A new brand name, a new logo, a recent acquisition and, in the pipeline, multi-million Euro investments in expansion and new technology. With seven member companies in six locations – Germany, The Netherlands, France and UK each having its own unique expertise – the Jacob Metal Group is strongly positioned in the global non-ferrous metal recycling business.
Annual turnover may well hit US$ 1 billion this year, Recycling International was told during a recent tour of the company’s main facilities which started in Hamburg. The city is covered with 10 cm of snow on this final day in March and the local radio station is warning of slippery roads while also announcing that coronavirus restrictions are slowly but surely being lifted across Germany.
The softening of the rules does not yet apply to private companies, as I find out on arrival at the gates of Siegfried Jacob Hamburg (SJH). In a special cabin at the entrance, my body temperature is checked. When that’s done, the door opens automatically and I’m allowed to enter the facility and office building.
‘Our Covid protection programme is still in place,’ says SJH’s managing director Achim Lindhorst. ‘We’ve had several cases where truck drivers measured ‘fever’. You don’t want that so we do our utmost to keep the virus out of our company. It’s still standard procedure that the team is tested twice weekly.’
HURDLES AND HEADACHES
The pandemic has had a serious impact on some parts of Jacob Metal Group’s business, as it has on the whole sector, says Lindhorst. ‘Here at SJH we’ve seen turnover shrink by 20%. The good news is that metal prices have gone up 45% in a year which offers at least some compensation.’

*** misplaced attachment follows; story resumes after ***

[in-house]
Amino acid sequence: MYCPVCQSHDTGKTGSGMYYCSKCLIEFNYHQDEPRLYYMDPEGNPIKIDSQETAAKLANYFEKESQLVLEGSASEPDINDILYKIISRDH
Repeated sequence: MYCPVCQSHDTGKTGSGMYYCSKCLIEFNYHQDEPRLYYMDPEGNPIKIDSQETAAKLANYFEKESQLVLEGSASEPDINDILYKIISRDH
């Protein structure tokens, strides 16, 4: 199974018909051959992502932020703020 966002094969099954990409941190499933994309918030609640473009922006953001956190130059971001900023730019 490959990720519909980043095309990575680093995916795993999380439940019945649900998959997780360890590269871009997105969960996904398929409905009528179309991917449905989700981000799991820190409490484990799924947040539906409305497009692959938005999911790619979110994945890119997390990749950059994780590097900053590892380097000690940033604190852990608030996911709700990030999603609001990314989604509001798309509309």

Even so, there remain other issues, with the conflict in Ukraine being the biggest concern. ‘The war is having a major impact on the automotive industry. Crucial cables for cars are made in Ukraine but since the supply has stopped, car production is also affected with chip shortage being one of the key factors. And this affects other businesses.
For example, there is less production scrap coming into recyclers.’ As for logistics, the whole supply chain is ‘a mess’, Lindhorst observes. ‘A shortage of truck drivers is one issue, but also shipping space, container shortage as well as truck capacity. We’ve all been dealing with major delays. There is one example where a container with copper scrap destined for India got stuck in Dubai for seven months.’
SJH handles 35 000 to 50 000 tonnes of non-ferrous scrap per year. While most of the brass and copper finds its way to end users in India and China, aluminium (40% of the total scrap volumes processed at SJH) stays within Europe, mainly Germany. Lindhorst is proud of SJH’s aluminium segregation line.
The facility, designed and developed inhouse using state of the art solutions, including optical sorting and X-ray technology. A multi-million Euro investment necessary to achieve higher quality scrap. ‘We’re not volume players,’ says Lindhorst. ‘We’re quality players. That’s the culture at SJH at Jacob Metal Group and I stand for that; we live quality.’
Simple metal trading hardly has a future for bigger companies, Lindhorst believes. ‘Not in Europe, not in India, not anywhere. There is more and more transparency in this business so if you want to compete and survive you have to add value. Adding…